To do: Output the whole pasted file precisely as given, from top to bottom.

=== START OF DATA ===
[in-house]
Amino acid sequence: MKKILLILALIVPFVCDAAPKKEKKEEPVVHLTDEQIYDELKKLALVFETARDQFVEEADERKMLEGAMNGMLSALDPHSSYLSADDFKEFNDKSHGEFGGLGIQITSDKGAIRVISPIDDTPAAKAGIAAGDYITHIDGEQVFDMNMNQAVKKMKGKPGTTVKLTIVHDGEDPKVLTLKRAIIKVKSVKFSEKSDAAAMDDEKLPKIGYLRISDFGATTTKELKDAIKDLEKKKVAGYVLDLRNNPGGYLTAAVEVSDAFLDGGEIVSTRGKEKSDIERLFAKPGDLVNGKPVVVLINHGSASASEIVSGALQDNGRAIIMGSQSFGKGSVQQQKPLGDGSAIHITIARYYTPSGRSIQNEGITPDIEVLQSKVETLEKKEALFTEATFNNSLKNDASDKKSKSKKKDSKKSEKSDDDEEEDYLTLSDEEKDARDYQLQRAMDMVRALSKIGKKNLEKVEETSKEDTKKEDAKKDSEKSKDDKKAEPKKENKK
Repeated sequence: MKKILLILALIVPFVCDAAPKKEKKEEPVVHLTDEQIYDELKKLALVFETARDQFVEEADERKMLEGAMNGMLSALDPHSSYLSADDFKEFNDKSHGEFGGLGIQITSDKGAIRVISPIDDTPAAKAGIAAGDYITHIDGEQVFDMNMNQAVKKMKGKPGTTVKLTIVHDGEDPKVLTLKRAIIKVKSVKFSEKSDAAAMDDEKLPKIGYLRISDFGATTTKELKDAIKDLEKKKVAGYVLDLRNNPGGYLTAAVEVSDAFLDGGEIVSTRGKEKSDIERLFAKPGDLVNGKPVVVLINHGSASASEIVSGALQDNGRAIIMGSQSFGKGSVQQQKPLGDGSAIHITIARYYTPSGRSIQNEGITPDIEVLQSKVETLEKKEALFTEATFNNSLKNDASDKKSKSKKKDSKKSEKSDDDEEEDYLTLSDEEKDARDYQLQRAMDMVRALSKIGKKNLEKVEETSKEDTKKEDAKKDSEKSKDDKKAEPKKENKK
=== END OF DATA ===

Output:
[in-house]
Amino acid sequence: MKKILLILALIVPFVCDAAPKKEKKEEPVVHLTDEQIYDELKKLALVFETARDQFVEEADERKMLEGAMNGMLSALDPHSSYLSADDFKEFNDKSHGEFGGLGIQITSDKGAIRVISPIDDTPAAKAGIAAGDYITHIDGEQVFDMNMNQAVKKMKGKPGTTVKLTIVHDGEDPKVLTLKRAIIKVKSVKFSEKSDAAAMDDEKLPKIGYLRISDFGATTTKELKDAIKDLEKKKVAGYVLDLRNNPGGYLTAAVEVSDAFLDGGEIVSTRGKEKSDIERLFAKPGDLVNGKPVVVLINHGSASASEIVSGALQDNGRAIIMGSQSFGKGSVQQQKPLGDGSAIHITIARYYTPSGRSIQNEGITPDIEVLQSKVETLEKKEALFTEATFNNSLKNDASDKKSKSKKKDSKKSEKSDDDEEEDYLTLSDEEKDARDYQLQRAMDMVRALSKIGKKNLEKVEETSKEDTKKEDAKKDSEKSKDDKKAEPKKENKK
Repeated sequence: MKKILLILALIVPFVCDAAPKKEKKEEPVVHLTDEQIYDELKKLALVFETARDQFVEEADERKMLEGAMNGMLSALDPHSSYLSADDFKEFNDKSHGEFGGLGIQITSDKGAIRVISPIDDTPAAKAGIAAGDYITHIDGEQVFDMNMNQAVKKMKGKPGTTVKLTIVHDGEDPKVLTLKRAIIKVKSVKFSEKSDAAAMDDEKLPKIGYLRISDFGATTTKELKDAIKDLEKKKVAGYVLDLRNNPGGYLTAAVEVSDAFLDGGEIVSTRGKEKSDIERLFAKPGDLVNGKPVVVLINHGSASASEIVSGALQDNGRAIIMGSQSFGKGSVQQQKPLGDGSAIHITIARYYTPSGRSIQNEGITPDIEVLQSKVETLEKKEALFTEATFNNSLKNDASDKKSKSKKKDSKKSEKSDDDEEEDYLTLSDEEKDARDYQLQRAMDMVRALSKIGKKNLEKVEETSKEDTKKEDAKKDSEKSKDDKKAEPKKENKK